The following example shows what would happen to the payments on a $200,000 home if the price were to go up 3% at the same time that the mortgage rates went up 1%. Not only would the payments go up by $150.81 per month, the price of the home would be $6,000 more. Even though the down payment may not change much, the new owner would have to borrow more money. By not acting, it is costing them more in price and payment. The loss of the appreciation would have been equity had they purchased prior to the rise in price.

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Check out the Cost of Waiting to Buy to see what the effect will be using your own projections.

Low Inventories indicate a Trend

by John Riggins

 

Low Inventories Indicate a Trend

Low inventory is a relative term depending on how you're comparing it.  Would the comparison be to total number of homes on the market last year, homes in a certain price range or homes in a certain area?  In some situations, it's a combination of all of those things.

In any given market, inventories will fluctuate based on area and price range.  The National Association of REALTORS® considers a balanced market to be six months' supply of homes.  If it takes longer than six months to sell, it is thought to be a buyer's market and less than six months, a seller's market.  Most buyers and sellers probably feel inventory equilibrium is more like three month's supply of homes.

Inventory has a direct impact on price.  During the housing bubble, demand decreased, supply ballooned to four million houses and prices dropped dramatically.  Increased inventories due to foreclosures, bank' revised lending practices and builder's lack of new housing starts each contributed to the dramatically lower prices.

As the market has recovered, economic conditions have improved, banks have loosened their requirements, interest rates have remained low, foreclosures have slowed and gradually, the inventory has been reduced to approximately two million houses.  When demand is constant but inventory is reduced, price tends to increase because the same number of people are trying to buy a smaller than normal number of homes.

Based on the low mortgage rates that have been inching up each week in 2013 and an improving consumer confidence level, most markets are experiencing some increase in demand.  With inventory decreasing, buyers in the marketplace can see that prices are increasing.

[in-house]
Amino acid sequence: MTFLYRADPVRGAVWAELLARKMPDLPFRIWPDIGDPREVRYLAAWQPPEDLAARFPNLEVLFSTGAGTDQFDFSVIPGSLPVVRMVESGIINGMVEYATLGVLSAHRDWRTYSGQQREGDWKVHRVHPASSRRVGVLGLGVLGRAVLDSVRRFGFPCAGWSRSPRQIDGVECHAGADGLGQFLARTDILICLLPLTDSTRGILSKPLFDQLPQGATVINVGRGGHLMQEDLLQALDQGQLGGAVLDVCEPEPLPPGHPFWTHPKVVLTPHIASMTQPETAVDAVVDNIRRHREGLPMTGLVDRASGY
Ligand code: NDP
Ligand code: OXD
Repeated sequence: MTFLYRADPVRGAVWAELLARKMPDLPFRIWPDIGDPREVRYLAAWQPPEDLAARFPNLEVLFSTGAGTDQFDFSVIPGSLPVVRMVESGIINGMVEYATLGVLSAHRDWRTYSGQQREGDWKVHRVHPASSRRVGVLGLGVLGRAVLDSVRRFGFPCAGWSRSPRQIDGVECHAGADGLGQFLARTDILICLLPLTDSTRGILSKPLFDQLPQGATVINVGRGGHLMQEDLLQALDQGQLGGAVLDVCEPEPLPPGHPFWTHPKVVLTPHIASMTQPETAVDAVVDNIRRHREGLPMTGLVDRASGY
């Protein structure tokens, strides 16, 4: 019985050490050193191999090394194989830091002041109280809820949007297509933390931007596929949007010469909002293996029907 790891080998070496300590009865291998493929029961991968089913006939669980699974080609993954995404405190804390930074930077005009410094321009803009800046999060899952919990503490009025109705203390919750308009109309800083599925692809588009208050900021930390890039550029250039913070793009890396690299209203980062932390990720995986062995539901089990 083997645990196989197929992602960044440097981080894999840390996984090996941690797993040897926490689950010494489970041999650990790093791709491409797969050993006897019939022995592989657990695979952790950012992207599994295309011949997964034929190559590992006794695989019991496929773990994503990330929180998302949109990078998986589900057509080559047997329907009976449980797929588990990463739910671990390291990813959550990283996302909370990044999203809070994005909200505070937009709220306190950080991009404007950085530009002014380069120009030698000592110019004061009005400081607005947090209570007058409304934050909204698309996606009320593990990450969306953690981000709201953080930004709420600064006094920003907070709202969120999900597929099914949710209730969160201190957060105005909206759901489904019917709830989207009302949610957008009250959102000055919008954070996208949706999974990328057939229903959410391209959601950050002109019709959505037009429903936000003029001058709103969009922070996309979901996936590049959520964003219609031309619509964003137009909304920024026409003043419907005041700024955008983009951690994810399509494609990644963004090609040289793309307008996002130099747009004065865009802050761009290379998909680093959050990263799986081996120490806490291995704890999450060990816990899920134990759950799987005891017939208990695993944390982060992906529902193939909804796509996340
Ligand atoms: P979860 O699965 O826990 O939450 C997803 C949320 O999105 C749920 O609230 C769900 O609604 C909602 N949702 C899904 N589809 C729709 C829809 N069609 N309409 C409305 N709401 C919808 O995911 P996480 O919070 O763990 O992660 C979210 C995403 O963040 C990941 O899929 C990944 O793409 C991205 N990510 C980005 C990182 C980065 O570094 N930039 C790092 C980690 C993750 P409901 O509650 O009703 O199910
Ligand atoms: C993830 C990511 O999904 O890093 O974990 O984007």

Just as signs of spring can be seen to be just around the corner, it should be recognized what direction prices will be moving.  Hindsight is 20/20 but we can't purchase or sell in the past.  We need to make decisions today on what we think will happen in the future.

If you're curious to know what inventory conditions are for your specific market, send me an email with the price range and area and I'll send you a report.  John@JohnRiggins.com

I Want a Bigger/Nicer Home but...

by John Riggins

 

I Want a Bigger/Nicer Home but...

There are homeowners that would like to have a larger/nicer home but are patiently waiting for the market to improve. A frequently heard objection is that they can't sell their home for what it is currently worth.

Buying up in a down market is actually advantageous because while you might get less for the home you're selling, you're also getting the larger home for less. For instance, if you had to sell a $200,000 home for a 10% discount, you might feel that you left $20,000 on the table. However, buying a $300,000 for the same 10% discount would put you $10,000 ahead on the sale and purchase.

The other obvious matter is that when the mortgage rates increase while you're waiting for the market to improve, it dramatically increases your cost of housing with higher payments. The cost of housing is affected by price and mortgage rates.

To accurately evaluate your current options, you need facts and assessment tools that will provide you the information to make an informed decision.

Displaying blog entries 1-5 of 5

Contact Information

Photo of John Riggins REALTOR RB11175 Real Estate
John Riggins REALTOR RB11175
John Riggins Real Estate
1003 Bishop Street, suite 2700
Honolulu HI 96813
808.523.7653
808.341.0737
Fax: 888.369.3210